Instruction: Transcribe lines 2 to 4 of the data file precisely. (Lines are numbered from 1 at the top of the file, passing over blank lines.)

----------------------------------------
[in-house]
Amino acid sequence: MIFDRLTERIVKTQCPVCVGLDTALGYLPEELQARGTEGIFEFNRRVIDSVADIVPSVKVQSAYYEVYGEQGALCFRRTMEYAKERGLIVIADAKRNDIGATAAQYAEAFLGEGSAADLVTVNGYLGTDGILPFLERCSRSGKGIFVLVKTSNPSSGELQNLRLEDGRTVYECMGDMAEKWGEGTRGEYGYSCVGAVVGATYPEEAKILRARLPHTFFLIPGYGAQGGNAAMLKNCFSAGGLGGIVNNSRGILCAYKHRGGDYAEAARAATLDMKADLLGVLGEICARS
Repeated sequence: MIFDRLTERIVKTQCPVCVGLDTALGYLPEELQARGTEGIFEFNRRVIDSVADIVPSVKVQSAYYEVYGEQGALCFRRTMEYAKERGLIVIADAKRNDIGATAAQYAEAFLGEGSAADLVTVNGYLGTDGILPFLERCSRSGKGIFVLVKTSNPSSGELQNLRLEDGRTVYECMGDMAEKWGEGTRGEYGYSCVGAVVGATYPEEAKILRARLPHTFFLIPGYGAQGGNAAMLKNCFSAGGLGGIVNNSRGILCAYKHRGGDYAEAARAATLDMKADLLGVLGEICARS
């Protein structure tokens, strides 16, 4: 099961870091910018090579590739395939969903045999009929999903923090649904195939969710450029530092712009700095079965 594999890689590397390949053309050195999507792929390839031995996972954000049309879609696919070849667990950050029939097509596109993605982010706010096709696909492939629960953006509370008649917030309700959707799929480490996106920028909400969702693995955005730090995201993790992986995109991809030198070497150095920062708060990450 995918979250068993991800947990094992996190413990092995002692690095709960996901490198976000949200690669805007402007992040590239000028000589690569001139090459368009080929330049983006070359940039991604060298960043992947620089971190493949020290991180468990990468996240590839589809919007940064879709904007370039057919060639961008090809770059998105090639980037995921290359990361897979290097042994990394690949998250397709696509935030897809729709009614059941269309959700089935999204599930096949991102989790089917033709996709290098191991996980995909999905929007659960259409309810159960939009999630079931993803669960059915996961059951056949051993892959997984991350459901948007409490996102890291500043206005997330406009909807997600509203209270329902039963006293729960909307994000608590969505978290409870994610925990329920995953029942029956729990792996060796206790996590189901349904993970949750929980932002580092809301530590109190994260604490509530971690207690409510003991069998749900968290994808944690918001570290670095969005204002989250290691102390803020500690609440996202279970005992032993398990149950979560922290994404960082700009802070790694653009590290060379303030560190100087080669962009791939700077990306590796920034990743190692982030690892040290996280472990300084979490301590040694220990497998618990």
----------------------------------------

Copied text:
Amino acid sequence: MIFDRLTERIVKTQCPVCVGLDTALGYLPEELQARGTEGIFEFNRRVIDSVADIVPSVKVQSAYYEVYGEQGALCFRRTMEYAKERGLIVIADAKRNDIGATAAQYAEAFLGEGSAADLVTVNGYLGTDGILPFLERCSRSGKGIFVLVKTSNPSSGELQNLRLEDGRTVYECMGDMAEKWGEGTRGEYGYSCVGAVVGATYPEEAKILRARLPHTFFLIPGYGAQGGNAAMLKNCFSAGGLGGIVNNSRGILCAYKHRGGDYAEAARAATLDMKADLLGVLGEICARS
Repeated sequence: MIFDRLTERIVKTQCPVCVGLDTALGYLPEELQARGTEGIFEFNRRVIDSVADIVPSVKVQSAYYEVYGEQGALCFRRTMEYAKERGLIVIADAKRNDIGATAAQYAEAFLGEGSAADLVTVNGYLGTDGILPFLERCSRSGKGIFVLVKTSNPSSGELQNLRLEDGRTVYECMGDMAEKWGEGTRGEYGYSCVGAVVGATYPEEAKILRARLPHTFFLIPGYGAQGGNAAMLKNCFSAGGLGGIVNNSRGILCAYKHRGGDYAEAARAATLDMKADLLGVLGEICARS
């Protein structure tokens, strides 16, 4: 099961870091910018090579590739395939969903045999009929999903923090649904195939969710450029530092712009700095079965 594999890689590397390949053309050195999507792929390839031995996972954000049309879609696919070849667990950050029939097509596109993605982010706010096709696909492939629960953006509370008649917030309700959707799929480490996106920028909400969702693995955005730090995201993790992986995109991809030198070497150095920062708060990450 995918979250068993991800947990094992996190413990092995002692690095709960996901490198976000949200690669805007402007992040590239000028000589690569001139090459368009080929330049983006070359940039991604060298960043992947620089971190493949020290991180468990990468996240590839589809919007940064879709904007370039057919060639961008090809770059998105090639980037995921290359990361897979290097042994990394690949998250397709696509935030897809729709009614059941269309959700089935999204599930096949991102989790089917033709996709290098191991996980995909999905929007659960259409309810159960939009999630079931993803669960059915996961059951056949051993892959997984991350459901948007409490996102890291500043206005997330406009909807997600509203209270329902039963006293729960909307994000608590969505978290409870994610925990329920995953029942029956729990792996060796206790996590189901349904993970949750929980932002580092809301530590109190994260604490509530971690207690409510003991069998749900968290994808944690918001570290670095969005204002989250290691102390803020500690609440996202279970005992032993398990149950979560922290994404960082700009802070790694653009590290060379303030560190100087080669962009791939700077990306590796920034990743190692982030690892040290996280472990300084979490301590040694220990497998618990």